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- Clemson allowed the ACC Championship to be closer than it might have been otherwise by allowing 14 points off of turnovers -- one touchdown after a fake punt and one following an interception. But the Tigers were incredibly explosive on offense, with both Wayne Gallman and Deshaun Watson picking up 30-plus-yard runs, with five total explosive runs between them and three explosive passes. Oklahoma's defense is 77th in rushing IsoPPP, so this explosive rushing attack could give the Sooners some trouble in the College Football Playoff semifinal.
- Christian McCaffrey, RB, Stanford. Christian McCaffrey probably made the biggest leap in the Heisman standings this week with 32 carries for 207 rushing yards, a team-high 105 receiving yards, an 11-yard touchdown pass, and 78 percent of Stanford's total yards. McCaffrey is now second in total rushing yards in the country behind Derrick Henry.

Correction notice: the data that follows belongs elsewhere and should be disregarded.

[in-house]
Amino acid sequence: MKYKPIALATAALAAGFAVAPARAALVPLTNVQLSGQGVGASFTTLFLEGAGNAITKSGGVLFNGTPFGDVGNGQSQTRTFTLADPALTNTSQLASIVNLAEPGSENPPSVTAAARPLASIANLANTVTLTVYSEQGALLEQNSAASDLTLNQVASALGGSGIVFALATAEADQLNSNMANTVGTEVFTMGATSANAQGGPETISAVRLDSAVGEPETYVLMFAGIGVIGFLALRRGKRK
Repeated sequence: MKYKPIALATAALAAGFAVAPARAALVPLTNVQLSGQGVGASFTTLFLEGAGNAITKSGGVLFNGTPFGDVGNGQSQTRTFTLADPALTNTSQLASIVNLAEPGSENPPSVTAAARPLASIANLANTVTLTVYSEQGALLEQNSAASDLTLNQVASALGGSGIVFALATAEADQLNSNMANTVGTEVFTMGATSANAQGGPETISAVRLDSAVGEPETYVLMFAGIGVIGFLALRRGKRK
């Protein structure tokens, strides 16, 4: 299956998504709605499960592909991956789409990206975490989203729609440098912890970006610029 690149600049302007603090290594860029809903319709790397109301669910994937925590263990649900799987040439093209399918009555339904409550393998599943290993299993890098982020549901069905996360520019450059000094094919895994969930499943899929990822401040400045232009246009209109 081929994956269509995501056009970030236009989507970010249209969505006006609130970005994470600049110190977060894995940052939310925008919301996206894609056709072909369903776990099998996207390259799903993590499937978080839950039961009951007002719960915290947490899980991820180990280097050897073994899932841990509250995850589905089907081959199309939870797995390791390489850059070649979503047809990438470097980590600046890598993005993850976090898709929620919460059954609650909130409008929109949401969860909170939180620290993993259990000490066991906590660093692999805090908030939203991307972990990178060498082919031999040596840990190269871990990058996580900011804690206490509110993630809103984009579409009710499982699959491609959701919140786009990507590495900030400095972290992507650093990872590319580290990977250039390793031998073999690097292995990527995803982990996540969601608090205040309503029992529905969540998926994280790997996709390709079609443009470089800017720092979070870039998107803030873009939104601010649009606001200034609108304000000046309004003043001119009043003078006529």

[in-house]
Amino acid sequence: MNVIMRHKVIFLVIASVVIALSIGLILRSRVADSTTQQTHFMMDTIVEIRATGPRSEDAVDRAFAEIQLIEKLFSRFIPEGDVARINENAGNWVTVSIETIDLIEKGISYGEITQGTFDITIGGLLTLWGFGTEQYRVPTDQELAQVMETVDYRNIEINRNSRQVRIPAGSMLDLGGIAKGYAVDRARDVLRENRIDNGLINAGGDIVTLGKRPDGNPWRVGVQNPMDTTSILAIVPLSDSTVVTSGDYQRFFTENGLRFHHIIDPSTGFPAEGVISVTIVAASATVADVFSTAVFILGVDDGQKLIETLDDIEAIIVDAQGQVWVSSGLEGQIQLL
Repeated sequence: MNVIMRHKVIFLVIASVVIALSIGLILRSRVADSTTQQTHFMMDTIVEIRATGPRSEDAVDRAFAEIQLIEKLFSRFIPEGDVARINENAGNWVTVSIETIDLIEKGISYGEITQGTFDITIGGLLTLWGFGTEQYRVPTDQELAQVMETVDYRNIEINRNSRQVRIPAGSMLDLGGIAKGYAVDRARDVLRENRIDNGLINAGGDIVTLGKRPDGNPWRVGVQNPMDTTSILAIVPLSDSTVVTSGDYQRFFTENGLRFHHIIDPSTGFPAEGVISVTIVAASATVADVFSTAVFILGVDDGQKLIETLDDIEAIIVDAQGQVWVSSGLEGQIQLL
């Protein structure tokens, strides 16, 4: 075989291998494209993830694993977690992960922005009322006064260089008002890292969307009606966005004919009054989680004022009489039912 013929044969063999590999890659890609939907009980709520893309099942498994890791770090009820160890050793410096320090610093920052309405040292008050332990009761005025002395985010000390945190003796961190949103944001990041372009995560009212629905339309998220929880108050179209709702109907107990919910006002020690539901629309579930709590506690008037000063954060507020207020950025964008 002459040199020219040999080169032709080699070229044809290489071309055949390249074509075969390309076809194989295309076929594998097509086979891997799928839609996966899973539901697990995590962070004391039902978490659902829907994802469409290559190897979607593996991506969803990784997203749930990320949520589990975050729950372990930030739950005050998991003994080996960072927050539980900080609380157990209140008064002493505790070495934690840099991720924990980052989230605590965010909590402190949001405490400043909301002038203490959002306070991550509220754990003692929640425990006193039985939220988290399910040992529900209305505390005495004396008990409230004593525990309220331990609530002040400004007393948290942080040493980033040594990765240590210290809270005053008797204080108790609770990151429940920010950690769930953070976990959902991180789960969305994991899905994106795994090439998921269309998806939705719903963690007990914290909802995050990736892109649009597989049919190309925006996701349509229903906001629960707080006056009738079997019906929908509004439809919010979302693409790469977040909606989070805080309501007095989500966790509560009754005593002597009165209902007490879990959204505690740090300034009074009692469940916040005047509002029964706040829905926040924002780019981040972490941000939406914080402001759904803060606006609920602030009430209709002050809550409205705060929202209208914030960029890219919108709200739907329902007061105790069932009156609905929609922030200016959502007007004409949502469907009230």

- Deshaun Watson, QB, Clemson. Deshaun Watson wasn't perfect, but he threw for 289 yards, ran for 131, and averaged 6.9 yards per pass against North Carolina's improved defense. The quarterback Heisman race is neck-and-neck between Watson and Baker Mayfield, though I'd give the slight edge to Derrick Henry and Christian McCaffrey at this point.
- Lynx Hawthorne, WR, Baylor. Lynx Hawthorne was forced in to the game against Texas as a quarterback after Chris Johnson went down. He threw two interceptions to start and only averaged 2.9 yards per pass afterwards, but Hawthorne ran for an average 6.6 yards per carry in Baylor's forced single-wing attack as a quarterback-less offense.